Truss Series: Howe Truss

The Howe Truss was designed by William Howe in 1840. It used mostly wood in construction and was suitable for longer spans than the Pratt truss. Therefore, it became very popular and was considered one of the best designs for railroad bridges back in the day. Many Howe truss bridges exist in the North West United States, where wood is plentiful.

How the forces are spread out

Here are two diagrams showing how the forces are spread out when the Howe Truss is under a load. The first shows the load being applied across the entire top of the bridge. The second shows a localized load in the center of the bridge. In both cases the total load = 100. Therefore, you can take the numbers as a percentage of the total load.

Similar to all the major truss designs (Pratt, Warren, K Truss, and Howe), when the load is centered on the bridge the forces are much greater on the internal truss members than if the load is spread out along the top of the bridge. The same principle applies if the load was coming from the bottom of the bridge. I use diagrams showing the load applied to the top of the bridge, because this is how I most often test my bridges. I load my bridges from the top.

When you are designing your bridge, I recommend that you use the Bridge Designer program from JHU and plug-in your design. Load the design in the same way your bridge will be loaded as specific in the rules and guidelines you were given to build your bridge.

Howe Truss in model bridges

One thing that you have to keep in mind when thinking about the common truss designs, including the Howe, is that they were designed a long time ago. They were designed when bridges needed to fill a specific role, and for the particular resources that people had available. For instance, the Howe truss design used a lot of wood as opposed to the Pratt which used more iron. This made the Howe popular earlier on when iron was expensive to produce.

The Howe truss used wooden beams for the diagonal members, which were in compression. It used iron (and later steel) for the vertical members, which were in tension. The Pratt truss was the opposite. Thus, because the diagonal members are longer, the Howe truss used less of the more expensive iron material. It made good use of the cheap wood which was readily available.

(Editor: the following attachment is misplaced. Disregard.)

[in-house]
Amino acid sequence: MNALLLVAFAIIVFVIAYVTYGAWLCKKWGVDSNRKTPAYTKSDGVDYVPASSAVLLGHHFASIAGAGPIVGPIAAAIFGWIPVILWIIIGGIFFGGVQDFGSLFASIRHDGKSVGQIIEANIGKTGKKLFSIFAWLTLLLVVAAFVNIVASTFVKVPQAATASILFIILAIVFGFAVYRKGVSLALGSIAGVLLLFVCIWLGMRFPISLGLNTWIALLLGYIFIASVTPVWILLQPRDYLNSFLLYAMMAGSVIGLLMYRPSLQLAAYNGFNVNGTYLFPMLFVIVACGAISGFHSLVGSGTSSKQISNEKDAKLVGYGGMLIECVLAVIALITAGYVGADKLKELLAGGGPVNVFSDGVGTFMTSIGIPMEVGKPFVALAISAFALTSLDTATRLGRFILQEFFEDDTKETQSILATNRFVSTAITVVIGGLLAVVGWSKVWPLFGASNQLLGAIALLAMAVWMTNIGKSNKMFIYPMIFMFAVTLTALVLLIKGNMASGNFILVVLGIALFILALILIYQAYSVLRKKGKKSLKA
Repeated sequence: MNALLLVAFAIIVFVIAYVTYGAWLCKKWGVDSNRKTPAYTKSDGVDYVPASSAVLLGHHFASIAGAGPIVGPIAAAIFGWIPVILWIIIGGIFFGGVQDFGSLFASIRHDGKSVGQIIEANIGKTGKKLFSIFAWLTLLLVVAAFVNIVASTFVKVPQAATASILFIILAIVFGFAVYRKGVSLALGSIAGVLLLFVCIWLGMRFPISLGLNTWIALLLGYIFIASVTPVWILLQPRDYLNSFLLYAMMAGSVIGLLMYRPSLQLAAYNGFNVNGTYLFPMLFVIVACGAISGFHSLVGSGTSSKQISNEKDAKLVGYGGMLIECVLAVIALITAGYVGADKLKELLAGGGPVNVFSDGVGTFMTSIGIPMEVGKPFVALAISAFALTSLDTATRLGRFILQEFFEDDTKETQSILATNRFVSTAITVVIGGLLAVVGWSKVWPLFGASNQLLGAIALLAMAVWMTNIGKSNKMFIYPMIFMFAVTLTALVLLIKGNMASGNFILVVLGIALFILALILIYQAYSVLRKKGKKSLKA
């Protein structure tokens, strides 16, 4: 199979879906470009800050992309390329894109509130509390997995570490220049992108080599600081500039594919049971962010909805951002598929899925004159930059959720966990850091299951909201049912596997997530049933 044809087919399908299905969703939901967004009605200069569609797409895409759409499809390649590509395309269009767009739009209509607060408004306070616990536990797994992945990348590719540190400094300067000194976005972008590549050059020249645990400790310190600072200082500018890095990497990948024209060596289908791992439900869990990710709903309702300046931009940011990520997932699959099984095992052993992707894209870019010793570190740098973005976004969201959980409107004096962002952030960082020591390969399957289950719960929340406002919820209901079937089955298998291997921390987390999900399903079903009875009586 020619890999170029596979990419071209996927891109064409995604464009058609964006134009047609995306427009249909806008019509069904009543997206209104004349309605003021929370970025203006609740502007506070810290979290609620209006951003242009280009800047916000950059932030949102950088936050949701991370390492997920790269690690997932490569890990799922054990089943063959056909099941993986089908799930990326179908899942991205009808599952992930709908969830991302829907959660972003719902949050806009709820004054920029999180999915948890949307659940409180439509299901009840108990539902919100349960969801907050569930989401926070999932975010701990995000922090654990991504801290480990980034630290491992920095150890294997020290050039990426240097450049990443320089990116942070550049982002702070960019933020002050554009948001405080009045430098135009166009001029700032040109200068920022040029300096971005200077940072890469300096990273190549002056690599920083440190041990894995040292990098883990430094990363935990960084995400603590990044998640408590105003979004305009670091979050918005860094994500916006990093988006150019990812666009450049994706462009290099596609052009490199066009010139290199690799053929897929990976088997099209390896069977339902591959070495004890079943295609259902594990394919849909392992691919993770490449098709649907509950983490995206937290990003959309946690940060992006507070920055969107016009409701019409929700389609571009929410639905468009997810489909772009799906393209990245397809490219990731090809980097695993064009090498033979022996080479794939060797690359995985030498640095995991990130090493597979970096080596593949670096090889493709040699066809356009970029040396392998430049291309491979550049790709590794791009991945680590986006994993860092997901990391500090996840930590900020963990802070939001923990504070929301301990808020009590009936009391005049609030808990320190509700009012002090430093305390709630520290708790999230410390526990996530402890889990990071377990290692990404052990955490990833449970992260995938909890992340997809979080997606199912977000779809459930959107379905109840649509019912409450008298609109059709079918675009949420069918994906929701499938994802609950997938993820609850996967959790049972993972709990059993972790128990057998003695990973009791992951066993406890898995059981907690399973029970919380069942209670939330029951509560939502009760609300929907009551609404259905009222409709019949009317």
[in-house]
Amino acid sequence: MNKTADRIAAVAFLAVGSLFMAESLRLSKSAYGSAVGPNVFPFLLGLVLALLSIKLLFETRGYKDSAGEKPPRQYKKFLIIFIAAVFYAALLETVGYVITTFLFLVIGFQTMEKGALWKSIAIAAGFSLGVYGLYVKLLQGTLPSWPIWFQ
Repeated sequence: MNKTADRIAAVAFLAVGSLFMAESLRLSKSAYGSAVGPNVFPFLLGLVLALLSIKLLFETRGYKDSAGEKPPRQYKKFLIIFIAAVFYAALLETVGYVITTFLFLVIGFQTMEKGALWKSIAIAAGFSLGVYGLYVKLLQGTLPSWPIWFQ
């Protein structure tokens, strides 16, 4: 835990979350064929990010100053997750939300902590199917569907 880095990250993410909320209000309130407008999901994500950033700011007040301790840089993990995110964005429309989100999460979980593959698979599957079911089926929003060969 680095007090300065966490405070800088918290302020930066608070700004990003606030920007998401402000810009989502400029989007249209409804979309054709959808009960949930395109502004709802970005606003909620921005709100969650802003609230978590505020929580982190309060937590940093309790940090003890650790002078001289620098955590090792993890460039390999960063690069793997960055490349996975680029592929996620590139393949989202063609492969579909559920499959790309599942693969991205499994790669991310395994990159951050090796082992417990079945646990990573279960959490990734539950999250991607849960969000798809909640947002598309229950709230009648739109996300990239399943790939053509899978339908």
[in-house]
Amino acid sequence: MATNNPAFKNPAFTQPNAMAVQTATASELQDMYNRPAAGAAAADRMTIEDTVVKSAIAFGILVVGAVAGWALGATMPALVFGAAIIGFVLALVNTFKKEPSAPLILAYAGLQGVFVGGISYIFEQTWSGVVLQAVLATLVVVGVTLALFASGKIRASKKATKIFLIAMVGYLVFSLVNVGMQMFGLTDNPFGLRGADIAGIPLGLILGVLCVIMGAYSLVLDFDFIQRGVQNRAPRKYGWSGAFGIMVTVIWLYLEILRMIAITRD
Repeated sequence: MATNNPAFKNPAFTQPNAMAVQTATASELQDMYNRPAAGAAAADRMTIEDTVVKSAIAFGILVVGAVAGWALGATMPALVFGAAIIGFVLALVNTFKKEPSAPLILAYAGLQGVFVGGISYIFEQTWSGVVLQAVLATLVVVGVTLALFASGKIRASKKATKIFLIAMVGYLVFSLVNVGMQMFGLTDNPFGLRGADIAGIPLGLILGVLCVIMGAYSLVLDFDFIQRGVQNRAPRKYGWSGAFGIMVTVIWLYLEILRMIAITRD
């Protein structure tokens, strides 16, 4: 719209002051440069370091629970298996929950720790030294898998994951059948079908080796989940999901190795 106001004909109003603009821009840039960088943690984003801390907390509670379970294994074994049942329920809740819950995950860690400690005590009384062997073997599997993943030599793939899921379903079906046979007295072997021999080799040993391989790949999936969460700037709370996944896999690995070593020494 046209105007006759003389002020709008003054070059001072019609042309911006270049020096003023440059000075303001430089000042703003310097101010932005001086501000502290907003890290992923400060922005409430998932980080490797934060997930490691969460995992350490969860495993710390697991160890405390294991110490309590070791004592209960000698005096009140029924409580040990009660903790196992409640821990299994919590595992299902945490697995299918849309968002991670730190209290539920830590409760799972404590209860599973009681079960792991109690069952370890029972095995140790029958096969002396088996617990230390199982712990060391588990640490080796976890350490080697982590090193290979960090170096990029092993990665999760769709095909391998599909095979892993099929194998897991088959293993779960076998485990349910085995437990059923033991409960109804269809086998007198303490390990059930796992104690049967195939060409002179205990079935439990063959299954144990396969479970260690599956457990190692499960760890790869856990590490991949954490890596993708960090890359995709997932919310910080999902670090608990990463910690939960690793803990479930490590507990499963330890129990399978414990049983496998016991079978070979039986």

For model bridges, we typically only use wood. Our compression and tension members are both made out of wood. If you wanted to be fancy, you could use string or metal wire for the tension members. Nonetheless, in reality, the reasons why the Howe design became popular are not applicable to model builders. It remains a solid engineering model design, but I think I would prefer the Pratt truss over the Howe.

Additional Resources

Pictures of Real Howe Truss Bridges
History of Howe Truss

44 thoughts on “Truss Series: Howe Truss”

  1. The pattern of diagonals is asymmetric for an odd number of bays, as shown in view at top of post with green members. It would be worthwhile to ask a bridge engineer if they would design a Howe Truss with odd number of bays. As an engineer myself I would set the size of each bay in order to produce an even number of bays and therefore the number of diagonal right and diagonal left members will be symmetric around the center point of the bridge.

    I noticed this because my daughter’s class purchased the 21″ Howe Truss Kit, and most of the color photos in the instruction package have some diagonal members incorrectly shown — the scaled plan views are correct, with 4 bays diagonal left and 4 bays diagonal right. However the photos in instruction package show 5 bays diagonal right and only 3 diagonal left! Please review this 🙂 It’s bound do drive any OCD engineers who see the kit crazy.

    • Jen, thank you for pointing this error out and I will get it fixed with new photos. I also appreciate your design feedback about having even bays. I’m actually in process of updating all of the models with slight tweaks, and will take this into consideration for the 100 Stick Howe Truss model.

  2. The diagonal members are wrongly shown. They should been red instead of blue; they are in compression and not in tension

    • Sorry for the confusion. These diagrams were created with the now defunct JH Bridge Designer, which represented tension in red and compression in blue. However, it looks like I forgot to notate this.

  3. Thank you for all this lovely information on Warren, Howe, and Pratt trusses. In high school we are learning each and your cite has helped me complete my tasks and goals.


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